The closer ties between evangelicals and Catholics in the U.S. and Canada on theological and social issues is also taking root in Britain, according to the Catholic magazine The Tablet (Jan. 29).
Elaine Storkey writes that the old posture of separatism between Catholics and evangelicals in Britain of 20 years ago has given way to a new mood of cooperation between these believers. The recent Joint Declaration on the doctrine of justification by faith between the Vatican and the Lutherans has served to convince evangelicals that Rome is changing, as well as to assure Catholics that evangelical beliefs are not in basic conflict with their church. This is especially true for the movement of “evangelical Catholics” in Ireland who have stayed in the RC church to work for unity even as they have embraced many evangelical teachings.
Storkey adds that joint Catholic-evangelical involvement in the charismatic movement and the Alpha programs (a course on Christian basics held in many churches) has also helped create this new unity. The evangelicals desire for greater engagement in social issues, particularly those coming from the house church movement started in the 1960s, has steered them in the direction of Catholic social teachings and activism.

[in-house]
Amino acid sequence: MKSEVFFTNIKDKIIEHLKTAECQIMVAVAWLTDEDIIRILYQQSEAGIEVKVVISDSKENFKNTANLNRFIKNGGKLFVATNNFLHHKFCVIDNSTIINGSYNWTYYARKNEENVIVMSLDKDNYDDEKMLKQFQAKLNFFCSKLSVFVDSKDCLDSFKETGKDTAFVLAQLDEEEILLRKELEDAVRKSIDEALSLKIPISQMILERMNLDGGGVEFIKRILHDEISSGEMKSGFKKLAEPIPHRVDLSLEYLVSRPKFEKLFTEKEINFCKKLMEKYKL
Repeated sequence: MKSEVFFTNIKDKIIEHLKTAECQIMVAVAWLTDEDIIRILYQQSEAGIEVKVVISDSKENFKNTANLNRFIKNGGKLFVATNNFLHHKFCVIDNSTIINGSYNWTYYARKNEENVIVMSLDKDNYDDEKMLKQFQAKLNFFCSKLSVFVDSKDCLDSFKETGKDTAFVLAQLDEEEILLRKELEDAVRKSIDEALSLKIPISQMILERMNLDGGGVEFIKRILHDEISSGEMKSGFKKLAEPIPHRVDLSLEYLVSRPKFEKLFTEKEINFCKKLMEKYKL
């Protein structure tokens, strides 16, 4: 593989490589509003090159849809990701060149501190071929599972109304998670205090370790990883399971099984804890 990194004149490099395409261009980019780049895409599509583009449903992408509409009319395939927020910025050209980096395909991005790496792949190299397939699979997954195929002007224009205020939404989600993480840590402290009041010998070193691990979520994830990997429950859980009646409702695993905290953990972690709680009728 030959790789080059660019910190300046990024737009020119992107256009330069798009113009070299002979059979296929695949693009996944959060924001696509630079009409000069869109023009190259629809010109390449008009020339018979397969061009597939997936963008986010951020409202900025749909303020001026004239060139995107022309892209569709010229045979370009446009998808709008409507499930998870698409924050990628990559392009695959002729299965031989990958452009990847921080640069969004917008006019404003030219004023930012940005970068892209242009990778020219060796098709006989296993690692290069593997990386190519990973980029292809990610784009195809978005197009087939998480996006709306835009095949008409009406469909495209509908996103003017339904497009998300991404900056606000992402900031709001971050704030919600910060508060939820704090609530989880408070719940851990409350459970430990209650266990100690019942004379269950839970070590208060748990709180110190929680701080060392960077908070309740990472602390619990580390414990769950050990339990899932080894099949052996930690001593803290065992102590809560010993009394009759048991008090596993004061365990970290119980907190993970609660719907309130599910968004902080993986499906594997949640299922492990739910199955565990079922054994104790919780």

Interestingly, Storkey does not see abortion and what may be seen as the “conservative” social issues uniting British evangelicals and Catholics as they have in the U.S. “Evangelical-Catholic alliances are no longer confined to the old moral or sexual issues; they are interested in the attempt to bring about a more just, human and socially concerned world,” as reflected in their work with the British Movement for Christian Democracy. Storkey concludes that there is a limit to the new alliance.
The attempt by Anglo-Catholics to consider a role for papal authority in church unity, as seen in the recent Anglican-Catholic document “The Gift of Authority,” has been unwelcome among British evangelicals.
(The Tablet, 1 King St., Cloisters, Clifton Walk, London W6 0Q2 England)